But C/C++ are difficult to use (I'm sorry, "challenging"), error-prone and crufty. Luckily it is possible to have high performance, memory safety, ease-of-use and pretty much everything else you might want in a single language. A subset of that language could be used for systems programming, and the "full" language could be used for everything else. AFAIK there is no single language that has everything today (high performance, scriptable, memory-efficient, scalable, easy to learn and use...), but there are pretty good languages like D, Julia and Nimrod that combine a ton of good things, and some of these languages (D, Rust) can be used for systems programming. So far there isn't one "perfect" language that I can point to that would be great for kernels and scripting and web apps and server apps, but I can certainly imagine such a language. Until we nail down what an ideal language looks like, why not build a VM that can run the wide variety of new languages that being created, something that works equally well for web pages and offline apps? Why, in other words, should only Google and Mozilla be in charge of the set of languages that run in a browser?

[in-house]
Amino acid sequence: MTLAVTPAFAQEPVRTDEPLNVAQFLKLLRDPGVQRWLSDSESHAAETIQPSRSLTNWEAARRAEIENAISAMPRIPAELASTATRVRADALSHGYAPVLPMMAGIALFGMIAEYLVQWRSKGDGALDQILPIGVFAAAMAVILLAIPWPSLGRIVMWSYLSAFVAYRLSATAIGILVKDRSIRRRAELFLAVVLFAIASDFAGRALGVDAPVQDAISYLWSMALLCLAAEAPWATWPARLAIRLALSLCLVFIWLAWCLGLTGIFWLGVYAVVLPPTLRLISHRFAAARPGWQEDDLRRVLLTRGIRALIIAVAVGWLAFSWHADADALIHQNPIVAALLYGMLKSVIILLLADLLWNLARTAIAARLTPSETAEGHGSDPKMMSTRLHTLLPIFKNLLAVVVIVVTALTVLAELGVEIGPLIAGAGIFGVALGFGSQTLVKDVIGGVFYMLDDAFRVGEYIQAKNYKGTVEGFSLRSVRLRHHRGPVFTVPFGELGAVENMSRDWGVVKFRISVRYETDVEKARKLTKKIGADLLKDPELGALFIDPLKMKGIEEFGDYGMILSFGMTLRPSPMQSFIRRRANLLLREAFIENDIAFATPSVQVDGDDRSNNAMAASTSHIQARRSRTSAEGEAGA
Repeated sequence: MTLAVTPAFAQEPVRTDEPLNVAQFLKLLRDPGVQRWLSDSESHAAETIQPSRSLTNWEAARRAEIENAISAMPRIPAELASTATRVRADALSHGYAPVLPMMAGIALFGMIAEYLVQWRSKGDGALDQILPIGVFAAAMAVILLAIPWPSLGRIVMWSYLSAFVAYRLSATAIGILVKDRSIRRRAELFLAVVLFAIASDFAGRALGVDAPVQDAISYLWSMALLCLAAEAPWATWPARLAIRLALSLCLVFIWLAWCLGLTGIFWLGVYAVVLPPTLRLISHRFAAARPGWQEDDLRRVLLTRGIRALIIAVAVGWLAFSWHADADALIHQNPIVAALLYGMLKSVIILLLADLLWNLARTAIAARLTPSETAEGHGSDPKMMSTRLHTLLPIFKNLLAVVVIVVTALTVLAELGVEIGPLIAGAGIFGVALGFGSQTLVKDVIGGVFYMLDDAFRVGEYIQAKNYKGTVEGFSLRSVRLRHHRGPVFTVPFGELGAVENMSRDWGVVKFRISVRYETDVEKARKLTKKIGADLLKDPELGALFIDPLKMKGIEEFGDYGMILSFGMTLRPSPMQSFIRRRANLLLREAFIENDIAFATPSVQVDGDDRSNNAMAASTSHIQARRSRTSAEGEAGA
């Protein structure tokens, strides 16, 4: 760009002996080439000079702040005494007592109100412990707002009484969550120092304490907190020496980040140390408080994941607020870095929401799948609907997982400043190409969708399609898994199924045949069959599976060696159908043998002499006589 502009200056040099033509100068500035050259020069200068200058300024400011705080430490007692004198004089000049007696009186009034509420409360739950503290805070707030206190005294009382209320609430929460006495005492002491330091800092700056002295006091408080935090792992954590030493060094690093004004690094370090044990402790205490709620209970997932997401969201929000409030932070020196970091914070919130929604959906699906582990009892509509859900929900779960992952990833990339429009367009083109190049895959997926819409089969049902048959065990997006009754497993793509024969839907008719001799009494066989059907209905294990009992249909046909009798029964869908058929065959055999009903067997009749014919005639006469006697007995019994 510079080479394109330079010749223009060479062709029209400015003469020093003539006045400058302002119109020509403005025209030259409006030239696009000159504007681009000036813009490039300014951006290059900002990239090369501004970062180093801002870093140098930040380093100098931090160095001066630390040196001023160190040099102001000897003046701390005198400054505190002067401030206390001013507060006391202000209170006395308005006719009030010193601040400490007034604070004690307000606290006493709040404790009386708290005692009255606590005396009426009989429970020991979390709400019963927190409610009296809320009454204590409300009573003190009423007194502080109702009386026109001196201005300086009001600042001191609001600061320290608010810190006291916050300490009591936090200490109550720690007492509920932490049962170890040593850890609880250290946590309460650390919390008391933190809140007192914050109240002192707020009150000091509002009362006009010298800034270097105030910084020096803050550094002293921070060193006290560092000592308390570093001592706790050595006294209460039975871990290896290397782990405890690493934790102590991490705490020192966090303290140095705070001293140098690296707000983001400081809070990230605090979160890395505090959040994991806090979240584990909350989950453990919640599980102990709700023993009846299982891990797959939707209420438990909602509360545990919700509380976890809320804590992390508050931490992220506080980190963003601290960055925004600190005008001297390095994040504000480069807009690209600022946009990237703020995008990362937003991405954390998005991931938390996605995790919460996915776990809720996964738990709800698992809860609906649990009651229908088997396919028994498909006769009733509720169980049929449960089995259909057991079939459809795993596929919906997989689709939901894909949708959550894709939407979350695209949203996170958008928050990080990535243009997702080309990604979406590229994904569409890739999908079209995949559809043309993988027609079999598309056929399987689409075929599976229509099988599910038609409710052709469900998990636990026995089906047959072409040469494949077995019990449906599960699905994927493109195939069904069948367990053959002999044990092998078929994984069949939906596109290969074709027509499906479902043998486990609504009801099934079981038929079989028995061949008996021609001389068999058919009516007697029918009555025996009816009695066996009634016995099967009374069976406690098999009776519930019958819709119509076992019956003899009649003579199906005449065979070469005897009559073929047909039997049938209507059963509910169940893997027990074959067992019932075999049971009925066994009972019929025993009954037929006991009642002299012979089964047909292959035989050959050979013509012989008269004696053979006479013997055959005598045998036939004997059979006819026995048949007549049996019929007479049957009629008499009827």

If Microsoft had done everything right, we'd probably still be locked into proprietary MS Windows. Their mistakes in the short term will probably lead to a healthy heterogeneous ecosystem in the long term... but in the short term, I am disappointed by browsers (why do you force me to use JS?) and with Android/iOS which were not really intended to compete with Windows in the first place).